A group of sustainable development students traveled downtown last month for a tour of the High Line, a park on the lower West Side built on an old rail line. Instead of demolishing the area, the City of New York, with the help of the Friends of the High Line, redesigned it to combine urban history with sustainable landscaping. Construction of Section I began in 2006, and Section III is now a work in progress following the opening of Section II last June. Located in the Meatpacking District, Hell’s Kitchen and West Chelsea, the park pays homage to the area’s industrial past while providing locals and tourists alike with a place for repose.
Street-level trains began to run through the west side of Manhattan in the mid-19th Century. Following years of pedestrian casualties, however, the City of New York decided, as part of the Westside Improvement Project, to construct the high line railway. Freight trains ran on it from 1934 to 1980. The trains drove through factories to drop off their cargo, such as by delivering flour to the Nabisco factory.
Built with sustainable wood, these “peel-up” benches rise naturally from the wood planks and mirror the line of the rails. Designers blurred the line between nature and culture. There are no overhead lights here at nighttime, but lights underneath the railings illuminate the plants instead of the visitor. New York City lights also frame the park with an external glow.
Blossoming but bristly wildflowers soften the urban landscape while mirroring its color palette. Buildings surround the high line and are a constant reminder that it is in an industrial center. Yet the plants also pay homage to the natural past of the region and create a sense of optimism amidst the hustle of the city. From grasslands to thickets, the varied textures and color schemes of plants in the High Line complement nearby architecture.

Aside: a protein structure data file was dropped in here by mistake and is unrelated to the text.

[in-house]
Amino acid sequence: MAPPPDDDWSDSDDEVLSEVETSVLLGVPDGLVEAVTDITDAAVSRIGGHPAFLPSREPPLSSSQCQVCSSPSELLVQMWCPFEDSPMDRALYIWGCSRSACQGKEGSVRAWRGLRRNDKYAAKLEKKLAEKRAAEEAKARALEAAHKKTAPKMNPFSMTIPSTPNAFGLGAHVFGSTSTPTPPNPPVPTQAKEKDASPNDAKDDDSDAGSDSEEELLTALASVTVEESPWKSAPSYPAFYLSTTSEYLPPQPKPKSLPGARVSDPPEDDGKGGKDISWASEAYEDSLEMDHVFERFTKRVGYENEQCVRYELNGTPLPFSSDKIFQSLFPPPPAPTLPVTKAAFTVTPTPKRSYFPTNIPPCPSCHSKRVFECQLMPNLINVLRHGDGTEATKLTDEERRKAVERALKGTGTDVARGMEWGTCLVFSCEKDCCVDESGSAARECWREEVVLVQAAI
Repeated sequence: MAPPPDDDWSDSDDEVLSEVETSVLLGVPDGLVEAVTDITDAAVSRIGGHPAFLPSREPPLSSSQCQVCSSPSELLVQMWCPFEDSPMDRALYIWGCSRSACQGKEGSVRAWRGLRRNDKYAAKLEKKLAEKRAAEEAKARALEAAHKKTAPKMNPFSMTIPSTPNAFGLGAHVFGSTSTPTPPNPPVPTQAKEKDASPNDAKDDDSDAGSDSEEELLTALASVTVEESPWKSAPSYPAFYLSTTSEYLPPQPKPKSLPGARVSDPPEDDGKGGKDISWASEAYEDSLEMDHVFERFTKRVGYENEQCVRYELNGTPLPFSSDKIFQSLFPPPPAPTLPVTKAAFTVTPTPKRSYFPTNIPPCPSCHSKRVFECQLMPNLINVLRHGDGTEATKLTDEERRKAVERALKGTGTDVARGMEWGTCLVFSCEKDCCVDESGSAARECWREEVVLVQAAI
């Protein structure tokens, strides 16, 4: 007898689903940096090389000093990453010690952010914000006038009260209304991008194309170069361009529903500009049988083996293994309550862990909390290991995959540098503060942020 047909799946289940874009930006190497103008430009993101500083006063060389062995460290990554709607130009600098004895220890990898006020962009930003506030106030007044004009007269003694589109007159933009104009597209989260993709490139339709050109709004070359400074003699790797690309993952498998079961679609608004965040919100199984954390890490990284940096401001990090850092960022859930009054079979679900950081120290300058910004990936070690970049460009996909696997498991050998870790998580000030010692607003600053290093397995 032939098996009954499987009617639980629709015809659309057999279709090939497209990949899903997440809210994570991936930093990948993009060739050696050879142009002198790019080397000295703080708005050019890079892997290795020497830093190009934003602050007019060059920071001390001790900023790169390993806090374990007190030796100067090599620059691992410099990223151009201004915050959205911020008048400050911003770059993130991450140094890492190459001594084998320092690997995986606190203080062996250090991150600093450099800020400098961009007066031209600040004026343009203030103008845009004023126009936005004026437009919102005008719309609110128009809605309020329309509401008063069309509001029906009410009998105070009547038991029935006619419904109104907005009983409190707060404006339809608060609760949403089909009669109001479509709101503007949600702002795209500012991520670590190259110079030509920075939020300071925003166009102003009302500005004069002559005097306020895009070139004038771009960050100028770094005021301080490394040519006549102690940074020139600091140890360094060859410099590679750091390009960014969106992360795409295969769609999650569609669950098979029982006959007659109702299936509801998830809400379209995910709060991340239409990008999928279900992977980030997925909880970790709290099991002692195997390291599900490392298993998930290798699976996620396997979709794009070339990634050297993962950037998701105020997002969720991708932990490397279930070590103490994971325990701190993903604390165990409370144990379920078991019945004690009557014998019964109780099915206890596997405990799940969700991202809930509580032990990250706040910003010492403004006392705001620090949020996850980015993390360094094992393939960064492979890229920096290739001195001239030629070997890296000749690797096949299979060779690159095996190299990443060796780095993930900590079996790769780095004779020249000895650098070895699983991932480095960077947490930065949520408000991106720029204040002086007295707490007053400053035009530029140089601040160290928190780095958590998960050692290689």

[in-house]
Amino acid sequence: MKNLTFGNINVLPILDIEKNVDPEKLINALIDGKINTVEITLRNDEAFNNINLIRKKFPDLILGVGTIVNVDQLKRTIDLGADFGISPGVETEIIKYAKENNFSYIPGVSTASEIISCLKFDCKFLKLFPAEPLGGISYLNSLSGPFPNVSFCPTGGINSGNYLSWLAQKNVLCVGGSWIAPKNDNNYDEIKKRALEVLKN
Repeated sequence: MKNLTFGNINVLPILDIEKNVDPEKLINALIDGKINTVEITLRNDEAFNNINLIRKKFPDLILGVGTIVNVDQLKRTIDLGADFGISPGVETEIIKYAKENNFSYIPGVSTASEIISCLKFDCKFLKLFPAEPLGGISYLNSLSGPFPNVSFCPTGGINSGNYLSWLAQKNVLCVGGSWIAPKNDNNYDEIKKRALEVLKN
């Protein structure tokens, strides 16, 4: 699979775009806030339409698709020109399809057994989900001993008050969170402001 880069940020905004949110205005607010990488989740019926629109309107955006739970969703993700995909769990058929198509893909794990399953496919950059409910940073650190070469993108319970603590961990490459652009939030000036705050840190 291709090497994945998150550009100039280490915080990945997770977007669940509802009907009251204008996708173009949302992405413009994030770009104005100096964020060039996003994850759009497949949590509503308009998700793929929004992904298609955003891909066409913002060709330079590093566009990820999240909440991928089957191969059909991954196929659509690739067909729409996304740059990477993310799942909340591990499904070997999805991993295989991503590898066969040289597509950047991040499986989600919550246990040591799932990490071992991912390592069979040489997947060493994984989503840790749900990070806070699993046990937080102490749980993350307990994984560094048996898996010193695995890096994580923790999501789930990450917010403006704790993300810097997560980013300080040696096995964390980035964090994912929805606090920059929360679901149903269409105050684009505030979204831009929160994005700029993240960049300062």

The park’s architecture generally celebrates the history of the high line with nostalgic odes to the railroad tracks and natural landscape of the region. While several modern buildings, such as this one, seem to contrast this emphasis on the area’s history, they in fact symbolize the smoke that once rose from trains in the area with their angular, asymmetrical steel structures. They also symbolize the future of the area that is otherwise quite connected to the past.
Plants are popping up once again as signs of springtime. Seasonal change shifts one’s experience of the park due to color changes and shifts in the amount of vegetation. On the other hand, the designers chose plants in general that are sturdy enough for strong winds and a dry climate all year round, so that they are sustainable additions to the park. Also notice the fork-like extension of the walkway into the landscaping, which blurs the line between the designated walkway and the plant areas.
The High Line features artwork as a part of its design, so that visitors may walk right next to it or sometimes even through it. In this case, this metal birdfeeder is both a habitat and a sculpture. The High Line also features artistic billboards that it changes every few months to engage the visitor while exploring the park. Also note that the train tracks are still visible in the background, but in several months the vegetation will most likely obscure them from view.
Section II of the High Line, which opened last June, is generally narrower and reminds viewers of the closeness of the city, as buildings loom right above the walkway. Visitors in Section I commented that they wished there was more grass, and so Section II features a patch of greenery. This area’s tranquility represents the park’s overall effort to be a quiet, slow park, which encourages conversation and contemplation in a city so known for its fast-paced energy.